Service integration and management lets an organisation manage the service providers in a consistent and efficient way, making sure that performance across a portfolio of multi-sourced goods and services meets user needs.

Service integration today

Service integration models have been around for some time, but are now evolving from the challenges of managing a small number of large suppliers (typically systems integrators) to a model of managing a greater number of smaller suppliers, often providing commodity services.

For the model to be effective the component services need to be well defined and understood. It’s important to avoid any ambiguity about the boundaries of both responsibilities and accountabilities. Key features of an effective model are:

  • being able to define different service requirements for critical and non-critical services (for example, some commodity public cloud services may require online service support or service desk only, whereas mission critical IT systems will require a more integrated service model)
  • a performance regime that ensures organisations don’t pay for services they can’t or don’t use
  • explicit service integration arrangements that focus on service performance, usability and availability from a user perspective, not just from a supplier’s commercial perspective
  • skills and capabilities that support transitioning to, and managing services in a new commodity-based environment
  • a focus on open standards and interoperability to support workflow, performance management and service management, billing and payment

The level of service integration will differ depending on the complexity of the business services and/or customers that are being supported, and the complexity of the services that are being delivered to those businesses. As the services and businesses become more critical or complex, the level of service integration becomes deeper.

What service integration looks like

Diagram showing what service integration looks like for government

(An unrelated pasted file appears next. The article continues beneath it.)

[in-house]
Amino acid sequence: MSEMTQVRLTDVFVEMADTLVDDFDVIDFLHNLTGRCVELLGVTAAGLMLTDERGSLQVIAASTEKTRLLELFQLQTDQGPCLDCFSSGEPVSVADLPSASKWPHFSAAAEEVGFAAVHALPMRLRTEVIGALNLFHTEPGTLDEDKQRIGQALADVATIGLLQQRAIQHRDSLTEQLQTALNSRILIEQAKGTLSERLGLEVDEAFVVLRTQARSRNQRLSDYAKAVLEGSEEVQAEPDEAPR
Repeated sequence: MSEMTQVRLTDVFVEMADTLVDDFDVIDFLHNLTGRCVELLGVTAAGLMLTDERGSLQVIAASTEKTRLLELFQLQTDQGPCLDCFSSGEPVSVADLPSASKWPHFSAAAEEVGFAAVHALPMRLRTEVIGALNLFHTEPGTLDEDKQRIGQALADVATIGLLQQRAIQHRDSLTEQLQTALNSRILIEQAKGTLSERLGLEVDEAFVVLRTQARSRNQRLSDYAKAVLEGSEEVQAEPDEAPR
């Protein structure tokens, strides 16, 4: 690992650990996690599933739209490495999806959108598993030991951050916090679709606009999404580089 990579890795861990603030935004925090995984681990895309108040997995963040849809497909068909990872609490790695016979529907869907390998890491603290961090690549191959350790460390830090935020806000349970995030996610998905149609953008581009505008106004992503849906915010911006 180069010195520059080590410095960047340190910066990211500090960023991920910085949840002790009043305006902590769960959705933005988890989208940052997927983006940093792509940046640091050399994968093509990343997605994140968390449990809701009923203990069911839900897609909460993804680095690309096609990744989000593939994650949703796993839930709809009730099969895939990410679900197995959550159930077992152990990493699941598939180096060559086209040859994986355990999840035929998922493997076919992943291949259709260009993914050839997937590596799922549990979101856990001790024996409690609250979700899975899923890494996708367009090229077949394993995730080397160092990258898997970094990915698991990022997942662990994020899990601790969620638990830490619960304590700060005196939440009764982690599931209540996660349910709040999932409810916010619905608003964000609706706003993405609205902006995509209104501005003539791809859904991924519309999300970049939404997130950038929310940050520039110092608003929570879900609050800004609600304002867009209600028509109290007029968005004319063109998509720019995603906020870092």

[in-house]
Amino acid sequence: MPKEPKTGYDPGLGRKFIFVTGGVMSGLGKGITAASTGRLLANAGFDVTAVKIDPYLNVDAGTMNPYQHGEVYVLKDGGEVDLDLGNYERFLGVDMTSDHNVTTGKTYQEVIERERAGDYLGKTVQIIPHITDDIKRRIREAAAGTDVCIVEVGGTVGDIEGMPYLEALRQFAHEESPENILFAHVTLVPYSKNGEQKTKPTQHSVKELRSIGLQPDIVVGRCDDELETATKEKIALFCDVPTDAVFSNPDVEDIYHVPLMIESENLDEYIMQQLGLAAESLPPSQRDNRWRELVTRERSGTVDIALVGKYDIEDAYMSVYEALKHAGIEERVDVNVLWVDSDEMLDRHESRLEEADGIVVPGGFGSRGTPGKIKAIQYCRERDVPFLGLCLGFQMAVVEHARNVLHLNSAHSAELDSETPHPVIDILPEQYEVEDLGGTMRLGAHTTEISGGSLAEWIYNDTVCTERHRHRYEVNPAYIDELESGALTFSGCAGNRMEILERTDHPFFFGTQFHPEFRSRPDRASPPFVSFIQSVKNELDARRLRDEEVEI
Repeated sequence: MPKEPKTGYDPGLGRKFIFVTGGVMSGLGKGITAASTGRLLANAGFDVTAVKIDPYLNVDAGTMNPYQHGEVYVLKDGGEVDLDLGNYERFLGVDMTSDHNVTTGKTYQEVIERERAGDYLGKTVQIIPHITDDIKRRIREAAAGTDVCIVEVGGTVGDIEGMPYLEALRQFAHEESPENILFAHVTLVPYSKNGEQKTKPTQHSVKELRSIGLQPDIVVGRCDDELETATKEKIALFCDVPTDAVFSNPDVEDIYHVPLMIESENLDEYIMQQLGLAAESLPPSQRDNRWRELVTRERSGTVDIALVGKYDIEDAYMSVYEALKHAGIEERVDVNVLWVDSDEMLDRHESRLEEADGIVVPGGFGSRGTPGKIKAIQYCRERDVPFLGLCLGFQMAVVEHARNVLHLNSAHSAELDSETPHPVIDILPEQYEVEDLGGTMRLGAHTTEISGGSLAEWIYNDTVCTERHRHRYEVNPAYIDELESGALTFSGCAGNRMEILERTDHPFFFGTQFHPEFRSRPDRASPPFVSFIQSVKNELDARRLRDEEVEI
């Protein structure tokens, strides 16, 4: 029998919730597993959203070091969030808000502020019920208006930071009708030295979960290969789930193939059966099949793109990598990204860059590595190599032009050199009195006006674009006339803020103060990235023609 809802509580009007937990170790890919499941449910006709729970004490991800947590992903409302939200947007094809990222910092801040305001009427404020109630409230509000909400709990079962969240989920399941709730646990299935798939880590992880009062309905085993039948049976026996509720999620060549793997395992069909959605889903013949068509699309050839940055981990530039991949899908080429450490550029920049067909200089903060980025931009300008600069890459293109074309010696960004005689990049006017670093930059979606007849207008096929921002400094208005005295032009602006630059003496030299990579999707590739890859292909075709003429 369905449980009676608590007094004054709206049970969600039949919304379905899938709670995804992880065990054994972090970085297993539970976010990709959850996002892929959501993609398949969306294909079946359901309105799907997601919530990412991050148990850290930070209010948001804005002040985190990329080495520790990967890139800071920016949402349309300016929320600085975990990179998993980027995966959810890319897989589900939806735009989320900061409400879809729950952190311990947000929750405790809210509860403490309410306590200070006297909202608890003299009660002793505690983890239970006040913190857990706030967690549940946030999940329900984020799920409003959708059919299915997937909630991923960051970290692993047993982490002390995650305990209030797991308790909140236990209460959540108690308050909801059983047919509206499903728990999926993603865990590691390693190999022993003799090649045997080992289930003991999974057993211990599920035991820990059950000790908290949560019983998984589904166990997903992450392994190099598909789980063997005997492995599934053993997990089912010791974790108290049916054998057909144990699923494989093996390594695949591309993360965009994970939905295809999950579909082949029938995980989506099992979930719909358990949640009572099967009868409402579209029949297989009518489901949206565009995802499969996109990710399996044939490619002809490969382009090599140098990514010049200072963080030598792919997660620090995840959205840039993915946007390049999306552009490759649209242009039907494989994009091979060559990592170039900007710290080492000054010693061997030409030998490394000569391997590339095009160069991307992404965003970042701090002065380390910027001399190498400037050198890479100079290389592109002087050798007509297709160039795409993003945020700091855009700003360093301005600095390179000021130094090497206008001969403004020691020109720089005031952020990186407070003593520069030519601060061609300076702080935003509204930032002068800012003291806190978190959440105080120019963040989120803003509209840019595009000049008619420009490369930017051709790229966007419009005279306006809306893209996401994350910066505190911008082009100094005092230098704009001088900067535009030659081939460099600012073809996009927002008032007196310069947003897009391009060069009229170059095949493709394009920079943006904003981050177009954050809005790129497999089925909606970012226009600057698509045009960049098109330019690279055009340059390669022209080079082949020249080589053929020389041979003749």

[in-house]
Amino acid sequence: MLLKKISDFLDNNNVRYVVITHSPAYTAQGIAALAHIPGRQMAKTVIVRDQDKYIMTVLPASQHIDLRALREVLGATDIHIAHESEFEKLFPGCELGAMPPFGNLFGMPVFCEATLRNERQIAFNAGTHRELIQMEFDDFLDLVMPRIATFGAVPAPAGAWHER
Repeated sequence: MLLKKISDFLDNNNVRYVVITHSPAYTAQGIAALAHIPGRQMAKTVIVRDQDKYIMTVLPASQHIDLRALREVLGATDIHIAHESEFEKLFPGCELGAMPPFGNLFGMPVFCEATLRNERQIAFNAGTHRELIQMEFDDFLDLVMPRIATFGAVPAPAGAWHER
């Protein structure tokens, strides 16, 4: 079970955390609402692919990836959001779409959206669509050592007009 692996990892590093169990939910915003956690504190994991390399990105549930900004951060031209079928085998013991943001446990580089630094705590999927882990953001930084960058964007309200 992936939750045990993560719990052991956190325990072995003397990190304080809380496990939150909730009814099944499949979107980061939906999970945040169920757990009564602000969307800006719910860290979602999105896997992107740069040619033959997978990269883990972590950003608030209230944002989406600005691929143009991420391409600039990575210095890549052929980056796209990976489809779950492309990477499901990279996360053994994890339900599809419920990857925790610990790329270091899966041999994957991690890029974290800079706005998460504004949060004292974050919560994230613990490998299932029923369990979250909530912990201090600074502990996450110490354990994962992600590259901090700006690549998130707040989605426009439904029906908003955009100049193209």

The design of the service integration function will differ by department. It may be completely operated in-house. Or it might consist of a thin in-house capability ultimately responsible for the integrated end to end operation and management of quality IT services, underpinned by outsourced integration services for specific elements – for example performance monitoring, service desk, or service level reporting. The G-Cloud framework offers a number of services to support service integration.

Particularly for smaller departments and simple services, care needs to be taken not to over-engineer the service integration approach – effective use of commodity standards-based IT should mean that integration and support requirements are much less onerous than managing a locked-down bespoke system.

Involve everyone in a clear process

As part of service integration, you should maintain an accurate service catalogue including a service dependency map, so that you can effectively manage changes that are high risk, high impact, or that can affect multiple suppliers.

When buying in services you should retain the contractual authority to ensure suppliers follow your service integration processes – so that you can ensure the integrity and availability of a department’s user services. This could include an end-to-end service performance incentive model so all suppliers collectively share in the benefits and penalties of a joint performance management regime.